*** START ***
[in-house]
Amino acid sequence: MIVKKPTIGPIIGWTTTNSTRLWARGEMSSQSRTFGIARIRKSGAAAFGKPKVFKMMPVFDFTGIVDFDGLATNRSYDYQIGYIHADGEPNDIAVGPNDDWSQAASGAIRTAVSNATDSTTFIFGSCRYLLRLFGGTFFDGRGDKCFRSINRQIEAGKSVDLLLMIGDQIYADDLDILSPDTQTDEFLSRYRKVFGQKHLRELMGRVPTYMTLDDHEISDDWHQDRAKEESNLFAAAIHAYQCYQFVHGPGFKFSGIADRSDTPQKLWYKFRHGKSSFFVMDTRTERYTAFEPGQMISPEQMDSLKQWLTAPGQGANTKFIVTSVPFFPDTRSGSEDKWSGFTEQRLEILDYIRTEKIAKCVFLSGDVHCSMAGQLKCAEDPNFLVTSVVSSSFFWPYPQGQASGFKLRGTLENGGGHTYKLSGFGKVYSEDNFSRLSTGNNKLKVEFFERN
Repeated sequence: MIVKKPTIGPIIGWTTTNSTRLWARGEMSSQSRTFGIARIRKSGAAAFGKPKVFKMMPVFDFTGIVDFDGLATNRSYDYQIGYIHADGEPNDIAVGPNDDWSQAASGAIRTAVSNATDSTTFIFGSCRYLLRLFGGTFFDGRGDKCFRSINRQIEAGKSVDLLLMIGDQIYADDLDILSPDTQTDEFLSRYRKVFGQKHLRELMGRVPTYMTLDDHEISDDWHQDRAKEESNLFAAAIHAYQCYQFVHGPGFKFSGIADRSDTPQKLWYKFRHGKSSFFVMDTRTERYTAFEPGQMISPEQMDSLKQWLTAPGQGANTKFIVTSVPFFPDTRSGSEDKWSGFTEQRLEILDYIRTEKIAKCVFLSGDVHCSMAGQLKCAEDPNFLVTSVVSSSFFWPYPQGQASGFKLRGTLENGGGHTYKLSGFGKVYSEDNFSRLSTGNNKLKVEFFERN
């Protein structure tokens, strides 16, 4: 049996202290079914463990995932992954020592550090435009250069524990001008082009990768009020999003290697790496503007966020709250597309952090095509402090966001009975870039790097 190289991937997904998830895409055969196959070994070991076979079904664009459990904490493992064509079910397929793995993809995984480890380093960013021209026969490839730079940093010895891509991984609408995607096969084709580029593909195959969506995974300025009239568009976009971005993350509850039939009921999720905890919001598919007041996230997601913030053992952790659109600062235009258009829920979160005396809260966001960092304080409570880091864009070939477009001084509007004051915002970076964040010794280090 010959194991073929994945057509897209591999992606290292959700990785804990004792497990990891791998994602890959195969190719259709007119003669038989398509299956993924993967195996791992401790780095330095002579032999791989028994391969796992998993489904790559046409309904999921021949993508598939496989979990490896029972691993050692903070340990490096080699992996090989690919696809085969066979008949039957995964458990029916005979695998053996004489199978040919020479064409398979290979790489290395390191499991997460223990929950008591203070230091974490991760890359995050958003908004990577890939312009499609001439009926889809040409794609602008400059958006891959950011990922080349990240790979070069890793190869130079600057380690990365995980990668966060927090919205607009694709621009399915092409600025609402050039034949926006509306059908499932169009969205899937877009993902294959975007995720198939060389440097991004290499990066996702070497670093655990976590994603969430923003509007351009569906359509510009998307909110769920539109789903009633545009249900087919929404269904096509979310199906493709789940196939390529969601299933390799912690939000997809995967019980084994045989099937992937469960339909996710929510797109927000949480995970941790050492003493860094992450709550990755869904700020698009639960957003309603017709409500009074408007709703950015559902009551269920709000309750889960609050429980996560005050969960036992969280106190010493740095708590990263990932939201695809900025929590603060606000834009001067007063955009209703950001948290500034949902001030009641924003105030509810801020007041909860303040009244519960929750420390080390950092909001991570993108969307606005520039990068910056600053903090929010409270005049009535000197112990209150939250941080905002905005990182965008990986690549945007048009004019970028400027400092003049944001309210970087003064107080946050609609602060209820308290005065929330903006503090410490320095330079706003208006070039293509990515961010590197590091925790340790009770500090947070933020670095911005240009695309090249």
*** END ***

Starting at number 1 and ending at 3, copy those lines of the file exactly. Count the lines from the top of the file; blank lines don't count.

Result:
[in-house]
Amino acid sequence: MIVKKPTIGPIIGWTTTNSTRLWARGEMSSQSRTFGIARIRKSGAAAFGKPKVFKMMPVFDFTGIVDFDGLATNRSYDYQIGYIHADGEPNDIAVGPNDDWSQAASGAIRTAVSNATDSTTFIFGSCRYLLRLFGGTFFDGRGDKCFRSINRQIEAGKSVDLLLMIGDQIYADDLDILSPDTQTDEFLSRYRKVFGQKHLRELMGRVPTYMTLDDHEISDDWHQDRAKEESNLFAAAIHAYQCYQFVHGPGFKFSGIADRSDTPQKLWYKFRHGKSSFFVMDTRTERYTAFEPGQMISPEQMDSLKQWLTAPGQGANTKFIVTSVPFFPDTRSGSEDKWSGFTEQRLEILDYIRTEKIAKCVFLSGDVHCSMAGQLKCAEDPNFLVTSVVSSSFFWPYPQGQASGFKLRGTLENGGGHTYKLSGFGKVYSEDNFSRLSTGNNKLKVEFFERN
Repeated sequence: MIVKKPTIGPIIGWTTTNSTRLWARGEMSSQSRTFGIARIRKSGAAAFGKPKVFKMMPVFDFTGIVDFDGLATNRSYDYQIGYIHADGEPNDIAVGPNDDWSQAASGAIRTAVSNATDSTTFIFGSCRYLLRLFGGTFFDGRGDKCFRSINRQIEAGKSVDLLLMIGDQIYADDLDILSPDTQTDEFLSRYRKVFGQKHLRELMGRVPTYMTLDDHEISDDWHQDRAKEESNLFAAAIHAYQCYQFVHGPGFKFSGIADRSDTPQKLWYKFRHGKSSFFVMDTRTERYTAFEPGQMISPEQMDSLKQWLTAPGQGANTKFIVTSVPFFPDTRSGSEDKWSGFTEQRLEILDYIRTEKIAKCVFLSGDVHCSMAGQLKCAEDPNFLVTSVVSSSFFWPYPQGQASGFKLRGTLENGGGHTYKLSGFGKVYSEDNFSRLSTGNNKLKVEFFERN